Tim Webster - AGRG - Talk: Seamless Topo-Bathymetric lidar mapping to support multiple coastal applications

Track:
Leadership, Innovation, and next-level Technology
What:
Talk
When:
Wednesday Jun 19   08:30 AM to 09:00 AM (30 minutes)
Where:
GeoSpatial One
Discussion:
0
The coastal zone is a challenging place to map, techniques for mapping the land elevation do not work under water and echosounding methods for mapping the seabed elevation work well in deep water but are dangerous and expensive in shallow water. As a result, detailed information in the shallow coastal zone is lacking. This presentation will focus on the Chiroptera II shallow water topo-bathymetric lidar sensor that can collect seamless elevation data in coastal or freshwater environments. The Applied Geomatics Research Group (AGRG) within the Nova Scotia Community College (NSCC) has operated this sensor since 2014 and has developed skill in turbidity management to ensure optimal water quality conditions during surveys, as well have developed automated workflows for processing the data. In addition to elevation and RGB+NIR orthophoto products, methods have been developed to produce near-shore benthic habitat maps and shoreline composition maps from these data. In addition to collecting seamless land-sea bathymetry other derivative products including depth normalized lidar intensity models have been constructed which aid in benthic habitat mapping. The results of mapping submerged aquatic vegetation using these data have accuracies of 80-85% compared to quadrat based underwater photography and echo sounding data. Several coastal bays in Maritime Canada have been flown for various applications. Studies have been conducted in areas of dense floating seaweed where biomass estimates have been derived for the seaweed from the lidar. Maps derived from these data for other sites have been used to map the composition of the coastline and benthic habitat to support possible oil spill cleanup operations. Nearshore bathymetry has been used to construct hydrodynamic models to map the potential trajectory of oil spills and land based pollution as well simulate flooding from storm surge events. Recent upgrades to the sensor has increased the point density by four times, thus improving the spatial resolution of the point cloud for mapping purposes. This increased point density enhances our target detection ability and increases our ability to classify submerged aquatic vegetation at the point cloud level.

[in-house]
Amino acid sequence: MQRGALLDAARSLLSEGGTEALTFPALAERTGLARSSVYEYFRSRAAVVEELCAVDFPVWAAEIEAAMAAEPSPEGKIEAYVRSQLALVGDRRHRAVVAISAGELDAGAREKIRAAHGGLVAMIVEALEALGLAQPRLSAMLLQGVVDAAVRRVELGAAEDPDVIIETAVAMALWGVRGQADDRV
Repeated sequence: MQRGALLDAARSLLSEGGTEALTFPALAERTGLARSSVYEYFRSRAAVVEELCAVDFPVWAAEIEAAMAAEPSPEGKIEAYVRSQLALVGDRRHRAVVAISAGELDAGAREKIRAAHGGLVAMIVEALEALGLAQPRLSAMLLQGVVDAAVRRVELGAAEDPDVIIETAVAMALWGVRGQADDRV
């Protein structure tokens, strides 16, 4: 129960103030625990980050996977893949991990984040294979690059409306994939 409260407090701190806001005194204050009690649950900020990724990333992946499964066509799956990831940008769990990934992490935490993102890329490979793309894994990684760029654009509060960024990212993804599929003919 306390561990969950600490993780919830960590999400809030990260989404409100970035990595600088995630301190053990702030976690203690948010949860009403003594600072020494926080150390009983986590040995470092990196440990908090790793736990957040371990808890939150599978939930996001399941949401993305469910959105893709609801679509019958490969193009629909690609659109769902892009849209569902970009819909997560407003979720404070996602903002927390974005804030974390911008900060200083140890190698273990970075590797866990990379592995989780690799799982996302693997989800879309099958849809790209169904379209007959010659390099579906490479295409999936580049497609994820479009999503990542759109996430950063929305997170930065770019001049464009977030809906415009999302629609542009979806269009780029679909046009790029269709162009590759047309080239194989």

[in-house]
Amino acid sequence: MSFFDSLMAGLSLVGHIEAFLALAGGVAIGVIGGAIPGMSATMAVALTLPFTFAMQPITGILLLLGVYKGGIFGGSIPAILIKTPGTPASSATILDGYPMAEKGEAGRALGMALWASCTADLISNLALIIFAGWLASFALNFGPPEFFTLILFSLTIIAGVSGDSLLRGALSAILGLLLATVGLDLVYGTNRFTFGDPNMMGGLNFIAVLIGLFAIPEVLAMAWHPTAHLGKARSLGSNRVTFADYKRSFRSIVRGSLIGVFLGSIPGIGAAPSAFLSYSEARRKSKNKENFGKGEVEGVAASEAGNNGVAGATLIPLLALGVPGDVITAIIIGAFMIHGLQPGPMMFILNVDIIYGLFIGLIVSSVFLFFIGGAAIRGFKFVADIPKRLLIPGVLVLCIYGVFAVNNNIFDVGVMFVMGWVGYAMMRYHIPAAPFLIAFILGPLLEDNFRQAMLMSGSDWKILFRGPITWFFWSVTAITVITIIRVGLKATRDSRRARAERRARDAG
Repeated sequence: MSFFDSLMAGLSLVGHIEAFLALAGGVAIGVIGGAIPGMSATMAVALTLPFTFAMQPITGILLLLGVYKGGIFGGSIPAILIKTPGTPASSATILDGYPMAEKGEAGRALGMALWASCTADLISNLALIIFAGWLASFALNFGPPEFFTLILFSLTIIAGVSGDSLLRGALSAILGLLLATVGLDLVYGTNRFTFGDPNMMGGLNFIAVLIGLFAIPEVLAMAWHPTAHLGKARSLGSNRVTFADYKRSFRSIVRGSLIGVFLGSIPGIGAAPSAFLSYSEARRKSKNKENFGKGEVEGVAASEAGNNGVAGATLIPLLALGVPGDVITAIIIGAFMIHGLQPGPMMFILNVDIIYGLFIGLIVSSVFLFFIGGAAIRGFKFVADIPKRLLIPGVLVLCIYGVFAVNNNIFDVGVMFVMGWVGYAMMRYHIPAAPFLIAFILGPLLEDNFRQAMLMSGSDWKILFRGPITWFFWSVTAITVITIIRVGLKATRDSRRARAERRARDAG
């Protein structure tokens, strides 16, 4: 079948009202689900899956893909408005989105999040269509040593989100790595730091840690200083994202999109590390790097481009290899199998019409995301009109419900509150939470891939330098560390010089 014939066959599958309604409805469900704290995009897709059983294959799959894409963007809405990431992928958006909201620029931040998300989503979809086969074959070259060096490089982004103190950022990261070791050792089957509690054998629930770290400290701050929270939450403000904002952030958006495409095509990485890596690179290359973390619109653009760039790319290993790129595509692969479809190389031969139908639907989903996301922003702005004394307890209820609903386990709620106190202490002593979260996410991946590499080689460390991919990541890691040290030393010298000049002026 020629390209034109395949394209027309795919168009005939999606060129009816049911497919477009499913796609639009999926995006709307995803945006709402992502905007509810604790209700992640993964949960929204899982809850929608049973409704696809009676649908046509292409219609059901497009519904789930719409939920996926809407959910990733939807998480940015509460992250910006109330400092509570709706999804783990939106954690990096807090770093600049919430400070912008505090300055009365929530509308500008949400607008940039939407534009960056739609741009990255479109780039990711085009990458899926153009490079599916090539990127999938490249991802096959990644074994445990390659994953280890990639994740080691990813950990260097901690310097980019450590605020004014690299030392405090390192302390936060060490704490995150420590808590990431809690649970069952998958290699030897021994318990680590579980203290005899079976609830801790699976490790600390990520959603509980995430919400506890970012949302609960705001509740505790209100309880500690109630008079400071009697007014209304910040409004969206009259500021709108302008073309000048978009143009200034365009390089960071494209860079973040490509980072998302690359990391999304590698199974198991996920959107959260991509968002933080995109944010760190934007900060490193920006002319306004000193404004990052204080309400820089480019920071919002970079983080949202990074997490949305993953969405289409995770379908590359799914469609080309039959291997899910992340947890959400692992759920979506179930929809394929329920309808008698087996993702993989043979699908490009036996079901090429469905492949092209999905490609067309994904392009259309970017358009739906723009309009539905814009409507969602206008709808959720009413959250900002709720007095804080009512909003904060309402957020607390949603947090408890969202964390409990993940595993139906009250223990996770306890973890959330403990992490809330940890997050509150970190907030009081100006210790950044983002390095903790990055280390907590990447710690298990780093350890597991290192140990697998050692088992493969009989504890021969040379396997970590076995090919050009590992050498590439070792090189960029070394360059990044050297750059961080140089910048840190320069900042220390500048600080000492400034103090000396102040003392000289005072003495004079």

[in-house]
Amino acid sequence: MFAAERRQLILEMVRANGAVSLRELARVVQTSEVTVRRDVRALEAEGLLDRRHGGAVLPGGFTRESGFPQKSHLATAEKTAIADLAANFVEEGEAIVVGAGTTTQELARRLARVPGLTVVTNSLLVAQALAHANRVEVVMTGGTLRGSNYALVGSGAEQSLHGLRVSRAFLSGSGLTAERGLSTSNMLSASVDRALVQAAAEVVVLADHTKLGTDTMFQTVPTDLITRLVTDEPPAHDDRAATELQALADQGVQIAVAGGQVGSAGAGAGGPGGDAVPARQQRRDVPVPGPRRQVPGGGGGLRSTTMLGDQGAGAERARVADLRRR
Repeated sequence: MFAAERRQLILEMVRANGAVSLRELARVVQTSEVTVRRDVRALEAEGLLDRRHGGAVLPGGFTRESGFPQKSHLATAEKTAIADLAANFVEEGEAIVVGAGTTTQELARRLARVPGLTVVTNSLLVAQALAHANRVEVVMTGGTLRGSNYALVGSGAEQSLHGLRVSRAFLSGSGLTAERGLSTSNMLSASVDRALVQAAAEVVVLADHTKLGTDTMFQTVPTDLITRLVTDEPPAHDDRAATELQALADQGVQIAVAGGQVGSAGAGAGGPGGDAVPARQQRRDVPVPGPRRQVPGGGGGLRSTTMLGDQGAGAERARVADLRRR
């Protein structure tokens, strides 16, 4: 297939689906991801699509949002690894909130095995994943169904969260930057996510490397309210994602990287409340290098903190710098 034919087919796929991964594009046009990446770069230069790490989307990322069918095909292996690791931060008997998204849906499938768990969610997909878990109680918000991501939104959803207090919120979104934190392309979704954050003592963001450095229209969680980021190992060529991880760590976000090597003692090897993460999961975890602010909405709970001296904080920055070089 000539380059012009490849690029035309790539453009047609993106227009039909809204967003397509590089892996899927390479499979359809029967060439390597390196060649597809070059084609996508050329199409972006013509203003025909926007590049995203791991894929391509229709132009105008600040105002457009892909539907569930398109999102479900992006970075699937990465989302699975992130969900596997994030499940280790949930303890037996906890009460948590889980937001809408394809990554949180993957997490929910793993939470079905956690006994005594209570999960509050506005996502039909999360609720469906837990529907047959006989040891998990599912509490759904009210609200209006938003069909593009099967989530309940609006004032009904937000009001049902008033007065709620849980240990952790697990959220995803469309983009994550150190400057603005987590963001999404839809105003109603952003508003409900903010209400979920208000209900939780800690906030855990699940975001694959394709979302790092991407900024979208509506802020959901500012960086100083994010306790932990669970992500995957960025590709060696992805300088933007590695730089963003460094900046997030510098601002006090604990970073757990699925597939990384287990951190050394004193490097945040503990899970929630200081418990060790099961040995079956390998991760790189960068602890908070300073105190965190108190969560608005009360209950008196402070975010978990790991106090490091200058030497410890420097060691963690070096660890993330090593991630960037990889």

Participant
NSCC Annapolis Valley Campus
Research Scientist

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